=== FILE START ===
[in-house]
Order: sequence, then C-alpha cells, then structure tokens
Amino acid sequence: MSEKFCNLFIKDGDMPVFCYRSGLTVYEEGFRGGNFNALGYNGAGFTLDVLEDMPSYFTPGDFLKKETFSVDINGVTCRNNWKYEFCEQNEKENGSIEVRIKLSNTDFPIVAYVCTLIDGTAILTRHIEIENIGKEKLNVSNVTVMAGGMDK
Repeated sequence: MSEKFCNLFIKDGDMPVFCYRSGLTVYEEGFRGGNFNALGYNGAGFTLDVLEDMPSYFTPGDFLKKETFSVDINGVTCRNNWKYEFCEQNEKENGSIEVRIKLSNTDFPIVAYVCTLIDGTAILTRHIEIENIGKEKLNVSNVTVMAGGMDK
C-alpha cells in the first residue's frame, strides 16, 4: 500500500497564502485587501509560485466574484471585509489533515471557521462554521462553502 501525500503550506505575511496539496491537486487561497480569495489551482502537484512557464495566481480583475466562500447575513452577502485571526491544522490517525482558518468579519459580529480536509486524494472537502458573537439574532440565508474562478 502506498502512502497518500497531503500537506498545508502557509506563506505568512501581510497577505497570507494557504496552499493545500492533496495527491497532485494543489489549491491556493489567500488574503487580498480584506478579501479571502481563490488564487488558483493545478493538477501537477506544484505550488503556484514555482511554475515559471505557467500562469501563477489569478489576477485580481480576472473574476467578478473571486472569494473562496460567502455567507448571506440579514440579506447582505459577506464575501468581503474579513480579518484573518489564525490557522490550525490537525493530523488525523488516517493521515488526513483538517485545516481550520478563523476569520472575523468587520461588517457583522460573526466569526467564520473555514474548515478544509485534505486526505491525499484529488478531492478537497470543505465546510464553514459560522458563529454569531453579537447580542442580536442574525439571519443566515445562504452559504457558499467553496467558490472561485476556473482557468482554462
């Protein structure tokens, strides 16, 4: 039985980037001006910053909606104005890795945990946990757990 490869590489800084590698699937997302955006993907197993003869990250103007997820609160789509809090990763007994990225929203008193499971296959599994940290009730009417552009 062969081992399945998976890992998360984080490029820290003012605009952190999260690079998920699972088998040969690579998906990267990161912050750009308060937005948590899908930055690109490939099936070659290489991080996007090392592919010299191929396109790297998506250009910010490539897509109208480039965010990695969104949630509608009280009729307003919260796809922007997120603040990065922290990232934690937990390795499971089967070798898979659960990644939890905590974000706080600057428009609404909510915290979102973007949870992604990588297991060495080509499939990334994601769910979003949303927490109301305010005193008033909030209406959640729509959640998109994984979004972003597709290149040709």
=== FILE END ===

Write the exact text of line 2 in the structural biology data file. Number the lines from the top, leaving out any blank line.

Order: sequence, then C-alpha cells, then structure tokens